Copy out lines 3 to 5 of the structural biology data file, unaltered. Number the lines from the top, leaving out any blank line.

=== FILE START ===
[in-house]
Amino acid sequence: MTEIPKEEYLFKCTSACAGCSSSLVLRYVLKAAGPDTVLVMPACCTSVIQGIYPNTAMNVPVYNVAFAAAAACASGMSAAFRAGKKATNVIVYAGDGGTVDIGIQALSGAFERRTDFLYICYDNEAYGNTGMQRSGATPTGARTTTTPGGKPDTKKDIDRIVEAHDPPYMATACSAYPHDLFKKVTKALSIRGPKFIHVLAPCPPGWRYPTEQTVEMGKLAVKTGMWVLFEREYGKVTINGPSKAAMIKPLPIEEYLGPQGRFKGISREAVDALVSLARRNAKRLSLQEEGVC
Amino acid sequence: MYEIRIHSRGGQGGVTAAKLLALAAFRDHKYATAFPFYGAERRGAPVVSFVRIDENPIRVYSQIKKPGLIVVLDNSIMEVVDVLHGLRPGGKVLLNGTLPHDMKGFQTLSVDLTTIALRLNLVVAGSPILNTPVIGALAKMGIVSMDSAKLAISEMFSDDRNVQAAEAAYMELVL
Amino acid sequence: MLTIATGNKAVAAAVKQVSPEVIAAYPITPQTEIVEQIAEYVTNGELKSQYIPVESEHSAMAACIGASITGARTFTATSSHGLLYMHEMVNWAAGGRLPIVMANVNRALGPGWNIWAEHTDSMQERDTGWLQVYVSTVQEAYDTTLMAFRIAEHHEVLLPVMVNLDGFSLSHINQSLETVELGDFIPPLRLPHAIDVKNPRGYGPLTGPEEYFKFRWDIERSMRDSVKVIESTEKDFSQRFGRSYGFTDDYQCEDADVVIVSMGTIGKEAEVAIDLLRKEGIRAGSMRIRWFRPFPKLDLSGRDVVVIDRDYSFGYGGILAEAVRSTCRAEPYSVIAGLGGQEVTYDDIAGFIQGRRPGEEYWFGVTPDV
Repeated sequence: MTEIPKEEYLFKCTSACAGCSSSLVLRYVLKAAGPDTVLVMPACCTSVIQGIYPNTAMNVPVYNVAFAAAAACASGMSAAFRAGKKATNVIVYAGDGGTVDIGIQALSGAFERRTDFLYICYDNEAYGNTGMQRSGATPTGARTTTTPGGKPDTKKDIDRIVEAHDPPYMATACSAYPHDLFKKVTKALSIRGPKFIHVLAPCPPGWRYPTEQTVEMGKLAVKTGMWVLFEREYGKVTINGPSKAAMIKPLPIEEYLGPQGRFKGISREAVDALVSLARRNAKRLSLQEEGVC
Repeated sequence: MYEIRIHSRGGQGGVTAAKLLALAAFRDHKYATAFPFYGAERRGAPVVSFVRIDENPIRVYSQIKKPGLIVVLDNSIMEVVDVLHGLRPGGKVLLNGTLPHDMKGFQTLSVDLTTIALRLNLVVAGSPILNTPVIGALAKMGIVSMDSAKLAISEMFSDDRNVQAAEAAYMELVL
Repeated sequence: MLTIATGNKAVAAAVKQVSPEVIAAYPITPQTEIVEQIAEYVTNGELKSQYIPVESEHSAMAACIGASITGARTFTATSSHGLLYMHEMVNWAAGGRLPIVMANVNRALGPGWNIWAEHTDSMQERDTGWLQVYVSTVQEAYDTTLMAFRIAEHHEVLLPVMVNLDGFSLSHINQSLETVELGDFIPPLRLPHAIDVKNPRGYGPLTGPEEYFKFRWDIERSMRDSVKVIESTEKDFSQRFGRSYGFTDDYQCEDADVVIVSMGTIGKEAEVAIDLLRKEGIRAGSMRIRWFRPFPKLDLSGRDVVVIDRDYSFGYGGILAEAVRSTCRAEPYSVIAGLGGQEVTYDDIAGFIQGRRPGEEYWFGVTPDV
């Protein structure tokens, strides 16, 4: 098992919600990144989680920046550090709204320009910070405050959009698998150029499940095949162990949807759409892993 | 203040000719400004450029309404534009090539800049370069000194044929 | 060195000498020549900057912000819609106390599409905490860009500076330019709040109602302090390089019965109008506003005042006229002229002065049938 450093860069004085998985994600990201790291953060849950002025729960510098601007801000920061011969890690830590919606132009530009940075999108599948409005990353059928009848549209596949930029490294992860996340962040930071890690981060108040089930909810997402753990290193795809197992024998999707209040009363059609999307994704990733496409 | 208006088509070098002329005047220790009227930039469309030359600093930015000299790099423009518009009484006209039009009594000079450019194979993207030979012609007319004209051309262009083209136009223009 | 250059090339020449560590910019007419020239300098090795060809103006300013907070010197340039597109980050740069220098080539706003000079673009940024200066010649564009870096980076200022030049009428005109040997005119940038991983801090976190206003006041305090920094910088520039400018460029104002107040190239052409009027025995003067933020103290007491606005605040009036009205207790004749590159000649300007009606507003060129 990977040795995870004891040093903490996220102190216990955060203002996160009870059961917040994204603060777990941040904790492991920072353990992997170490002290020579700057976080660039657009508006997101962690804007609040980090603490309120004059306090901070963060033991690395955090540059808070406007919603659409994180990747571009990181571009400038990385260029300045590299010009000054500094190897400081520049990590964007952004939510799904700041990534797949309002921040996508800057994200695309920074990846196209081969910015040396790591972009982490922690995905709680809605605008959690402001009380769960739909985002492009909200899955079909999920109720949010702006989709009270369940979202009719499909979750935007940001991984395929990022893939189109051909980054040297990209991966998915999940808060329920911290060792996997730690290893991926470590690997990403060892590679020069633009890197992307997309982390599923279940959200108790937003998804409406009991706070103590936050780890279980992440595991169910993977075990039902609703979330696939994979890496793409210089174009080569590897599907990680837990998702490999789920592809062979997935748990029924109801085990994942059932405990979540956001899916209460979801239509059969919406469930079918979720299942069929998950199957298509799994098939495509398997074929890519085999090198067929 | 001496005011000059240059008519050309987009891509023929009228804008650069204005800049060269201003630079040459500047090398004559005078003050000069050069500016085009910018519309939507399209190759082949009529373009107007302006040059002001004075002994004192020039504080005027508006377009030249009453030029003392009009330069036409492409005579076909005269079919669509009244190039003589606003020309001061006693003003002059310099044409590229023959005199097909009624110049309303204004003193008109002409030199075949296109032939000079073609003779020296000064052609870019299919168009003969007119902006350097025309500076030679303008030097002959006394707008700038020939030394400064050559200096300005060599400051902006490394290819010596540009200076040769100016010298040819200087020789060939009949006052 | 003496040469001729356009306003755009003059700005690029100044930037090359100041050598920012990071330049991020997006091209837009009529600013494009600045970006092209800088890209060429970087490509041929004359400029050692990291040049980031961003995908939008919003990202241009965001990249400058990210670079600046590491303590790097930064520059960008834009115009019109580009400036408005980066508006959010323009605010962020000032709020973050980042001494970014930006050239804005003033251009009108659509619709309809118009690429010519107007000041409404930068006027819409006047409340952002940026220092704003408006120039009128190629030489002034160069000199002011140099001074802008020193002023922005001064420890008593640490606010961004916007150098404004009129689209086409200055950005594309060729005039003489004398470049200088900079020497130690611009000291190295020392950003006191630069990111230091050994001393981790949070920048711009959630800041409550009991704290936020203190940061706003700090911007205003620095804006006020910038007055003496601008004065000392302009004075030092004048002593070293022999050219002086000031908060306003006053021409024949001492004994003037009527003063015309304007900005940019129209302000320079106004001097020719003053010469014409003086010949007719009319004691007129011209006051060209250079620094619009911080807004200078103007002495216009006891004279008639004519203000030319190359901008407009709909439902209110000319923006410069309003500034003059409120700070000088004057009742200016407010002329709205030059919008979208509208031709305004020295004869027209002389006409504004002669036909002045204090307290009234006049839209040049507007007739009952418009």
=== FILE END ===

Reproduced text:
Amino acid sequence: MYEIRIHSRGGQGGVTAAKLLALAAFRDHKYATAFPFYGAERRGAPVVSFVRIDENPIRVYSQIKKPGLIVVLDNSIMEVVDVLHGLRPGGKVLLNGTLPHDMKGFQTLSVDLTTIALRLNLVVAGSPILNTPVIGALAKMGIVSMDSAKLAISEMFSDDRNVQAAEAAYMELVL
Amino acid sequence: MLTIATGNKAVAAAVKQVSPEVIAAYPITPQTEIVEQIAEYVTNGELKSQYIPVESEHSAMAACIGASITGARTFTATSSHGLLYMHEMVNWAAGGRLPIVMANVNRALGPGWNIWAEHTDSMQERDTGWLQVYVSTVQEAYDTTLMAFRIAEHHEVLLPVMVNLDGFSLSHINQSLETVELGDFIPPLRLPHAIDVKNPRGYGPLTGPEEYFKFRWDIERSMRDSVKVIESTEKDFSQRFGRSYGFTDDYQCEDADVVIVSMGTIGKEAEVAIDLLRKEGIRAGSMRIRWFRPFPKLDLSGRDVVVIDRDYSFGYGGILAEAVRSTCRAEPYSVIAGLGGQEVTYDDIAGFIQGRRPGEEYWFGVTPDV
Repeated sequence: MTEIPKEEYLFKCTSACAGCSSSLVLRYVLKAAGPDTVLVMPACCTSVIQGIYPNTAMNVPVYNVAFAAAAACASGMSAAFRAGKKATNVIVYAGDGGTVDIGIQALSGAFERRTDFLYICYDNEAYGNTGMQRSGATPTGARTTTTPGGKPDTKKDIDRIVEAHDPPYMATACSAYPHDLFKKVTKALSIRGPKFIHVLAPCPPGWRYPTEQTVEMGKLAVKTGMWVLFEREYGKVTINGPSKAAMIKPLPIEEYLGPQGRFKGISREAVDALVSLARRNAKRLSLQEEGVC